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'Boycott hurts all Malaysians'

  • The “boycott non-Muslim products” campaign will hurt all Malaysians, including Muslims themselves! From left: Mohamed Tawfik Ismail, Mohd Tajuddin Mohd Rasdi and Syed Sadiq Albar.

KUALA LUMPUR, Sept 4 (Sin Chew Daily) -- 12 local scholars, entrepreneurs, journalists and G25 members have stood up against the Muslim NGO's “boycott non-Muslim products” campaign, claiming that such a move will hurt all Malaysians, including Muslims themselves.

They urged Malaysians to support local brands and products irrespective of race and religion in order to strengthen the country's economy.

They pointed out that boycott in the name of race and religion was not only unpractical but would also be hypocritical in our globalized economy whereby consumers worldwide are buying products and brands from across the world.

Every community will be affected

They said in a joint statement that the campaign by some to boycott non-Muslim products was very unwise.

“Many non-Muslim companies hire large numbers of Muslim workers. Although it appears that the operations of non-Muslim companies will be affected, the chain reactions will actually affect every ethnic community.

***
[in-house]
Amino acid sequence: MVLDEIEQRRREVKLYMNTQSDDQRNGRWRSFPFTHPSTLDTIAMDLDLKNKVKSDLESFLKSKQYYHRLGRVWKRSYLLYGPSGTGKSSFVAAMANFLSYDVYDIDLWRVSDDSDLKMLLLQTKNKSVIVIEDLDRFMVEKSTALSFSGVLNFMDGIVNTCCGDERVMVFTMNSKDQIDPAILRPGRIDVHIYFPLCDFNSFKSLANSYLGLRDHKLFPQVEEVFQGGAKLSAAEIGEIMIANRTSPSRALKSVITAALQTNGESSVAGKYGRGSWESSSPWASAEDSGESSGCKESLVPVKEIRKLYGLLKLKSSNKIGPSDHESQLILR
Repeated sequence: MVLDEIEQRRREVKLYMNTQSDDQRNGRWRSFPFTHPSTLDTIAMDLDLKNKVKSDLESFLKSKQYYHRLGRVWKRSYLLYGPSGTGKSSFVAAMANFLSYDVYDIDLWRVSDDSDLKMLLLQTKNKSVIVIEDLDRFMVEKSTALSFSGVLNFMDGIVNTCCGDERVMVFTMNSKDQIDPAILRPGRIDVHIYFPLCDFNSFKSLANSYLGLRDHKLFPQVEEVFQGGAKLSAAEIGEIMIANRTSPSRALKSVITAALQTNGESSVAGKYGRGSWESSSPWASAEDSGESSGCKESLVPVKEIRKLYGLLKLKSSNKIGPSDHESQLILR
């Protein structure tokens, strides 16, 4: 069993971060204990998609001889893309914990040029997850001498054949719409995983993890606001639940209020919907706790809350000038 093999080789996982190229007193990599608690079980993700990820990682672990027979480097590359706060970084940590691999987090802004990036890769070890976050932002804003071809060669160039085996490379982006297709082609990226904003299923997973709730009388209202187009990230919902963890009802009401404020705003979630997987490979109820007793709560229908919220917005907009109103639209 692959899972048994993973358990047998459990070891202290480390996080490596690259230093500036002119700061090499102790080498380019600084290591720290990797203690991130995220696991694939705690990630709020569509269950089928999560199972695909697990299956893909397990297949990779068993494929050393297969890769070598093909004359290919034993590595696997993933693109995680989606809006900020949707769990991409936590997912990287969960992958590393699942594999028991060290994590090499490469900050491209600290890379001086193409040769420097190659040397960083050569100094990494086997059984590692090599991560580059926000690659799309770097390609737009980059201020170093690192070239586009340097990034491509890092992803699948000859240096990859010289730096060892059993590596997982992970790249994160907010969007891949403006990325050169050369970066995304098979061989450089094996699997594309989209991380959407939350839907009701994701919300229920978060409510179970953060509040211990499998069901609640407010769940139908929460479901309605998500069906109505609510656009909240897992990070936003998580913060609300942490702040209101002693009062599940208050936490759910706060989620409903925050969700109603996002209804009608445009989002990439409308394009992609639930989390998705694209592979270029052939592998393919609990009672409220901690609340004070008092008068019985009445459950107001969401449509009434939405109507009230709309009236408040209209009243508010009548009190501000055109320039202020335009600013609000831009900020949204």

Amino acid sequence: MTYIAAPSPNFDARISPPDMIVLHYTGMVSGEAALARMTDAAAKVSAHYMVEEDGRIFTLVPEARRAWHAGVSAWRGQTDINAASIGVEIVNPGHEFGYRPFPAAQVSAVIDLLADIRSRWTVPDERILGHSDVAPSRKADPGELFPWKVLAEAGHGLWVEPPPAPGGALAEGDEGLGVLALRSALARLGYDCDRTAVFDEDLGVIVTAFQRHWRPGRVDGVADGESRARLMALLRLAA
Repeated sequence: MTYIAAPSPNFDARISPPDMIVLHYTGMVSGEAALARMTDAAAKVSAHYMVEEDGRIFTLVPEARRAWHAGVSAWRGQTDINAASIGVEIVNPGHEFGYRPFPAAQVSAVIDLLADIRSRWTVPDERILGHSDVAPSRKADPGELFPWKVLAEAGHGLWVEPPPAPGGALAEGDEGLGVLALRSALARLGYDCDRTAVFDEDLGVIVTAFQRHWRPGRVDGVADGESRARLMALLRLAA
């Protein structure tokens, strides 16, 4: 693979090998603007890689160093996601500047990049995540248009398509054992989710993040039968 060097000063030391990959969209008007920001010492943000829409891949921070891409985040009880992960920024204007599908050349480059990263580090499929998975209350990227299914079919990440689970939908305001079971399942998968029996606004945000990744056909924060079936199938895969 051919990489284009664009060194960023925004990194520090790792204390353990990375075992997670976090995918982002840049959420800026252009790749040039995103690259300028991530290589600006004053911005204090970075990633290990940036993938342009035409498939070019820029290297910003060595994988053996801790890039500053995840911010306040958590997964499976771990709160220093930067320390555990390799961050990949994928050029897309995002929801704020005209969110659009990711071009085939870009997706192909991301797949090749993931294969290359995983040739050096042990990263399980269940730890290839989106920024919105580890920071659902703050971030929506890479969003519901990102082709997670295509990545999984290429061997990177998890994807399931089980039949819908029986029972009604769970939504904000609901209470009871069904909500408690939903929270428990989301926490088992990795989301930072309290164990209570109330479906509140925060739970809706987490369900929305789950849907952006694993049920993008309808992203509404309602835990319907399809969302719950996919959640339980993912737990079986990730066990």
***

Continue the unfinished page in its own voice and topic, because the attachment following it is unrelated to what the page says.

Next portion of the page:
“All the things we eat and use every day can be traced back to producers, founders and manufacturers of different ethnic groups and religions as a result of our globalized economy.

“How can we say for sure that we will only use products manufactured by people of our own race and religion?”

Instead of boycotting non-Muslim products and further dividing ourselves, they said Malaysians should stay united and practice inclusivity in our day-to-day life, such as buying products and brands by Malaysians.

Buy Malaysian first

“Our goal is to help Malaysian companies grow, reduce the goods prices and support affordably priced and high quality Malaysian products.”

They also said all profit-making companies must pay their taxes which would be used on things that would benefit Malaysians, including salaries paid to civil servants and public services sector such as medical care and education.

Unfortunately, they said some people unfamiliar with the operation of economy had advocated such a campaign of exclusivity to advance their dangerous agenda by fanning Muslim sentiments.

Among those signed the joint declaration were Mohamed Tawfik Ismail, son of former deputy prime minister the late Tun Dr Ismail, UCSI professor and Sin Chew Daily columnist Professor Dr Mohd Tajuddin Mohd Rasdi, Projek57 founder Syed Sadiq Albar, Universiti Malaya law professor Datuk Dr Shad Saleem Faruqi, and G25 member Datuk Noor Farida Ariffin.


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